THE fascinating thing about politics is that what we see in public is the charade, the rites of glamour and blood. We see the politicians in their high hours in agbadas and babaringa and bowler hats, their smiles in supernova light. During campaigns and in social arenas, they wave hands like royals connecting with the poor. In sober moments, they talk policy and affect empathy.
In turbulent times, they retreat from the public. Their supporters, just as we saw recently in Kogi and Bayelsa, are landlords and cavemen, bearing the torch of war, burning buildings, slashing necks, breaking windows, slaying widows, despatching red-blooded youths, telegraphing fear.
We are not too sure who they are, just like the quiet guard at the door, his bulk and mournful eyes and biceps say nothing until we provoke him. Sometimes, we see them on display when the rumbles in their souls, like a constipated bowel, cannot hide inside anymore.
Then, as we saw recently in Edo State politics, the private spills onto the public space. The Nobel Prize novelist and author of One Hundred Years of Solitude, Garcia Marquez once said that “all human beings have three lives: public, private and secret.”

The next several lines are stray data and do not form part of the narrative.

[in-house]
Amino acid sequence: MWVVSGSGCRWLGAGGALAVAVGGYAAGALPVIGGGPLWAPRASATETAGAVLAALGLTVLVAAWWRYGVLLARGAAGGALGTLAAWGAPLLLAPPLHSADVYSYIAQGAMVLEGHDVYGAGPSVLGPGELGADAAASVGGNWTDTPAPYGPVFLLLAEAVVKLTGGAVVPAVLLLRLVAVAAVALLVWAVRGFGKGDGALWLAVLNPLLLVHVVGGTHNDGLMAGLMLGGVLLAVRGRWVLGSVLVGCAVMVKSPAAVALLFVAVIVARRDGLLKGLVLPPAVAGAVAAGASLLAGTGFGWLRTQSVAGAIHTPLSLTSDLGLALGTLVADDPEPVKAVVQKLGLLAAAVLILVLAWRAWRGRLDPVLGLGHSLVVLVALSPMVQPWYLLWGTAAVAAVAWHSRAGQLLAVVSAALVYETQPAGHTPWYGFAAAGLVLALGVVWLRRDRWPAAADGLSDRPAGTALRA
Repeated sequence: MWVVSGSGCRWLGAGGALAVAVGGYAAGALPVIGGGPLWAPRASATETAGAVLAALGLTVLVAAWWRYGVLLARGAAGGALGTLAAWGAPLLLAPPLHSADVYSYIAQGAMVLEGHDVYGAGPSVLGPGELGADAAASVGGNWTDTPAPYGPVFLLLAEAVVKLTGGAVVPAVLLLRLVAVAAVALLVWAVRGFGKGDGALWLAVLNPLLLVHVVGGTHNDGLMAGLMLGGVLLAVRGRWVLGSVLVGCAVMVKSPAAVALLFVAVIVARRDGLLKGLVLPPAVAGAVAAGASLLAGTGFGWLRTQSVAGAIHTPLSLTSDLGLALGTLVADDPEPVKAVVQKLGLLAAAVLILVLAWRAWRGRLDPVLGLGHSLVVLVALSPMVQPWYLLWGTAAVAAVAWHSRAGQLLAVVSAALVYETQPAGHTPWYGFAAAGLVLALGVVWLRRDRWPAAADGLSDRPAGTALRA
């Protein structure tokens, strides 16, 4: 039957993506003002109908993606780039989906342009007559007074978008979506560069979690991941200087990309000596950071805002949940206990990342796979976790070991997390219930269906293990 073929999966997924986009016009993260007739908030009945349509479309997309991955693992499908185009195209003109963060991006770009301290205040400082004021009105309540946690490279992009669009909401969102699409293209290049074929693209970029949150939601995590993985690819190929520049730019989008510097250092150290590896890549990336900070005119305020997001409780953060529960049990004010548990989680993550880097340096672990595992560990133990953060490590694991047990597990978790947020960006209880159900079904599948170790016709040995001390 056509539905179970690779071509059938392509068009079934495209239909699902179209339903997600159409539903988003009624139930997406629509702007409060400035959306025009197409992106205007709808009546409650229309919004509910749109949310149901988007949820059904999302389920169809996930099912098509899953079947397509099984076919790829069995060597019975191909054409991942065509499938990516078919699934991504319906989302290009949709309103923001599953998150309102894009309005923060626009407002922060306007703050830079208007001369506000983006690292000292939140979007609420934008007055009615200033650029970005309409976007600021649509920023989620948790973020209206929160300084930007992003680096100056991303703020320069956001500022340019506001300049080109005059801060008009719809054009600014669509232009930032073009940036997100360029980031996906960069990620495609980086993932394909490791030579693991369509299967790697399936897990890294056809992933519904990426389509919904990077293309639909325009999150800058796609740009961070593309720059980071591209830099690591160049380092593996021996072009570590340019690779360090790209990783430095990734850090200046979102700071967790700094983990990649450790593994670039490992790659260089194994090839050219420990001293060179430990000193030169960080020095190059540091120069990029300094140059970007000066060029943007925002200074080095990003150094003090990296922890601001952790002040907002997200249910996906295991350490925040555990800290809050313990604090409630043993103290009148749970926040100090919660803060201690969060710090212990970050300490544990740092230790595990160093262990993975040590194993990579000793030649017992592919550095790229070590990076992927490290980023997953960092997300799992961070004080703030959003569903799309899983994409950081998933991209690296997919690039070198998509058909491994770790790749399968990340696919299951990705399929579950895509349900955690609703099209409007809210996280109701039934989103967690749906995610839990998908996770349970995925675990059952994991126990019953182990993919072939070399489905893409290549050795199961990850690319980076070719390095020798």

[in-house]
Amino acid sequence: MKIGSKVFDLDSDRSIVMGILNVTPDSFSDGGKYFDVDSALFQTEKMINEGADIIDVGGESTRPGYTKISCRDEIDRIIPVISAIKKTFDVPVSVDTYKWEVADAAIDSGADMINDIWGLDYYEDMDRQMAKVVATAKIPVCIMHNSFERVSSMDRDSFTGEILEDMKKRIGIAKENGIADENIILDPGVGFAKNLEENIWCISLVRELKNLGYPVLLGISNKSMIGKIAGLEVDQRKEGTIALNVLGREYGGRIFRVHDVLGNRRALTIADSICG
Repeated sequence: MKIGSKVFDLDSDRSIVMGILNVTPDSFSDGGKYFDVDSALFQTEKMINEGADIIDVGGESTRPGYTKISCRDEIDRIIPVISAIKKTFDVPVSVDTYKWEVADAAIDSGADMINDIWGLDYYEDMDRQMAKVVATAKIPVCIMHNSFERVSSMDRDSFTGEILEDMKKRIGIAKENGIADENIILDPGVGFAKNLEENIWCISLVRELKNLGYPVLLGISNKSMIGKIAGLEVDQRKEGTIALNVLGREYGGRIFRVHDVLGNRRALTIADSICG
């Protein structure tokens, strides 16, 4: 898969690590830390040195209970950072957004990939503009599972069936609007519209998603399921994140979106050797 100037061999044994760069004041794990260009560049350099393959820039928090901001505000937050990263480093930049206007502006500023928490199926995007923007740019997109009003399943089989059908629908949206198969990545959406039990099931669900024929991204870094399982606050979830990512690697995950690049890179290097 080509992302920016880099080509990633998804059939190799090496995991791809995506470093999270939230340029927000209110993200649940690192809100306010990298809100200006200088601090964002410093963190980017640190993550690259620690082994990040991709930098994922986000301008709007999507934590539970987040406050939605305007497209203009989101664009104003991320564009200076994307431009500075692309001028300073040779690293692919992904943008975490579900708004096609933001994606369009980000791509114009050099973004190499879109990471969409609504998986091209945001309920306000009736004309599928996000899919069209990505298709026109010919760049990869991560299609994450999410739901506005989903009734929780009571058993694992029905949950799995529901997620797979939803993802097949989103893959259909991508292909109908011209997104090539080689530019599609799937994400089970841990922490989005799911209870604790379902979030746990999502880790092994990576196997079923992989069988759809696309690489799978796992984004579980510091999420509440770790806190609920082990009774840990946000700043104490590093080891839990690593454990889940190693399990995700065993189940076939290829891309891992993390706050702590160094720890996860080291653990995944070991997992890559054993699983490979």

Much of what we know of politicians is public. Their private lives they invite the public to see so we can somehow humanise them. We observe their children, their friends, when they sport, dine, dance and pray, when they are sick, or when they lose a mother or father or a child. Or when they do charity, or cry at funerals. The private is sometimes public. In his memoirs, President Richard Nixon documented the crises he endured and how the media exposed much of his life. His wife Pat was scandalised. Nixon replied, “People in political life must live in a fish bowl.”